Volunteer firefighters face challenges while helping the community

It's not so much the numbers, but being available when the call comes in.

Volunteer firefighters are in high demand, but that's not the biggest challenge rural counties face.

It's not so much the numbers, but being available when the call comes in.

Lewis County as a whole only has volunteer fire departments. So if thereâ??s a fire in Maywood and no one is available, you could wait over 30 minutes for someone to put out the flames.

Bryan Jennings has been a volunteer fire fighter for the past 10 to 15 years.

"During the days, we don't have a whole lot of manpower, I think we have 30 something people on the roster, but during the day we may be down to five or six people," Jennings said.

This is the number one challenge that volunteer firefighters are facing in rural counties.

As volunteers, they are un-paid which means they have to also work a job that pays the bills.

So when there's a fire between 9 and 5, finding someone to put it out, can be extremely difficult.

â??Some of us are able to take off without pay, some of us can take off, it just depends on your job and where you're at," Jennings said.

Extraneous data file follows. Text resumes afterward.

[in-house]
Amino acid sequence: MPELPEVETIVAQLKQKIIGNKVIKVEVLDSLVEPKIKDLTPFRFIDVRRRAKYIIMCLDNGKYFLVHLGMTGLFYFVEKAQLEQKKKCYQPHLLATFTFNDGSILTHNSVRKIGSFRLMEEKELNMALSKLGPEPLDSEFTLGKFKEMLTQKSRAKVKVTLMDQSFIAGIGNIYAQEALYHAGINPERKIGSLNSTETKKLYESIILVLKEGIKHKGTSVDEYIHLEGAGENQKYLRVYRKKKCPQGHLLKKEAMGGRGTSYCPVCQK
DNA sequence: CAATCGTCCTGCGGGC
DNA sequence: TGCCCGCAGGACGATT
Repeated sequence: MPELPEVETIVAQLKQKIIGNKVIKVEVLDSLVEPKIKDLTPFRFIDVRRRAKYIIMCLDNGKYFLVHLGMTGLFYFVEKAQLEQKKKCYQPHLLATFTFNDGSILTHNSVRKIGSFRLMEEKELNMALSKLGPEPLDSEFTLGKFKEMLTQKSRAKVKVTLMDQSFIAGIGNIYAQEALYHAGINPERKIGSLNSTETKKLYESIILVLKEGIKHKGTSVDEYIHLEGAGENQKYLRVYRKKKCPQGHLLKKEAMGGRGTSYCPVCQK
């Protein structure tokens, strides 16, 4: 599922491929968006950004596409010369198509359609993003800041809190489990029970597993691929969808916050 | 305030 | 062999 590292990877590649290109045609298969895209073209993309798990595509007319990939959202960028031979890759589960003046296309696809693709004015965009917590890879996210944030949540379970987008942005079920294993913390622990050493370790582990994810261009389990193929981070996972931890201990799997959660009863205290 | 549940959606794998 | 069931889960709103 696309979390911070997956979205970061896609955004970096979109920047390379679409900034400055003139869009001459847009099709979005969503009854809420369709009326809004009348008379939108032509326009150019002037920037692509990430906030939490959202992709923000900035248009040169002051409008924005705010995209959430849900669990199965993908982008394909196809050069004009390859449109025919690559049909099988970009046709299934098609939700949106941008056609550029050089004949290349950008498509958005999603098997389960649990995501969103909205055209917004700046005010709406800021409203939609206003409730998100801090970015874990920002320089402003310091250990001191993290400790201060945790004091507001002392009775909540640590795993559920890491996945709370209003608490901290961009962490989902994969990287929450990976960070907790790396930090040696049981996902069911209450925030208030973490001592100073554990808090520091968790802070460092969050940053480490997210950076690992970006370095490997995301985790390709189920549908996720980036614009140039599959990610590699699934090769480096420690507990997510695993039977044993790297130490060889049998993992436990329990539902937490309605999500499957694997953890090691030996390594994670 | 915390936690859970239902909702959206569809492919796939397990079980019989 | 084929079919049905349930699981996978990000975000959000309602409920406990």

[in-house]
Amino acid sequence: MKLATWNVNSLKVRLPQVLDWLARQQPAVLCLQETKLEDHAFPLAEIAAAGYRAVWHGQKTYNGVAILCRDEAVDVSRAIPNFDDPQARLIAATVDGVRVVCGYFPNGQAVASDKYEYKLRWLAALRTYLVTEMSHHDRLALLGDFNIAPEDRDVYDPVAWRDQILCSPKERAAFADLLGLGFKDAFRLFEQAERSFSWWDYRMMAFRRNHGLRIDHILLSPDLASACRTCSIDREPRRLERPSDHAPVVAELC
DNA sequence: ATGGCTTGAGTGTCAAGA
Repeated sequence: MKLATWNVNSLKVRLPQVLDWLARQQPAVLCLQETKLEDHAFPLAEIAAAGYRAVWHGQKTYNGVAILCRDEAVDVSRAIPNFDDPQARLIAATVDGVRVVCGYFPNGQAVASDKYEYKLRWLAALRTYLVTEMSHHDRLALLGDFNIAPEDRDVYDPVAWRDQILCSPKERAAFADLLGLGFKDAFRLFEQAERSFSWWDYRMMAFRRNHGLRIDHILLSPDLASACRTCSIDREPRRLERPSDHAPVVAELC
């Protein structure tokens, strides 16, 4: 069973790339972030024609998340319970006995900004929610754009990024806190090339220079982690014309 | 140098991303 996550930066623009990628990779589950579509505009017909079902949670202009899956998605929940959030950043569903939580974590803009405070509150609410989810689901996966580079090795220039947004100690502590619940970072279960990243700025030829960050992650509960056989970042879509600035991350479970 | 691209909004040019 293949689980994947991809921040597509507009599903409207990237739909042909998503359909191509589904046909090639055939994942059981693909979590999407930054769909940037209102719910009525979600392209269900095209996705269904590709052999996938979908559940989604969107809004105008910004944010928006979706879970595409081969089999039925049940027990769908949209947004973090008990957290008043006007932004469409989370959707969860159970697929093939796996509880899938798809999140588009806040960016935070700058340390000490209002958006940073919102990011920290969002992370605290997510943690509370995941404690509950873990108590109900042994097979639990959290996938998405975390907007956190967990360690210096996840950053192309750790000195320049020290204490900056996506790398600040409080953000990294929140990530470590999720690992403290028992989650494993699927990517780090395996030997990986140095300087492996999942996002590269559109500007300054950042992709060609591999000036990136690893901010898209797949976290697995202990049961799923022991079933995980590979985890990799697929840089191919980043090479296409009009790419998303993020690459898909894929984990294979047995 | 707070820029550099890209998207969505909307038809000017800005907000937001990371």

But if no one is available, they have to call surrounding volunteer stations such as Palmyra and La Grange.

While Ewing has about 30 volunteers, Maywood has just handful.

And if that isn't enough, they also don't have enough people to operate their vehicles even if they are all available.

Dylan Waterman has been a volunteer firefighter for the past two years.

â??Down here at Maywood we only have five people in this station, and we don't have enough down here to drive all of our trucks if we need them all, so yes, we always need help," Waterman said.

Finding more volunteers is not necessarily something you send out an application for. In most cases, people who want to volunteer will come looking for the job.

And although they face many challenges, the outcome is rewarding.

"When you realize you're going to help somebody, and then at the end of the day you realize you've done good for your community, it's the best thing," Waterman said.

(Story by KHQA Multimedia Journalist Lauren Kalil.)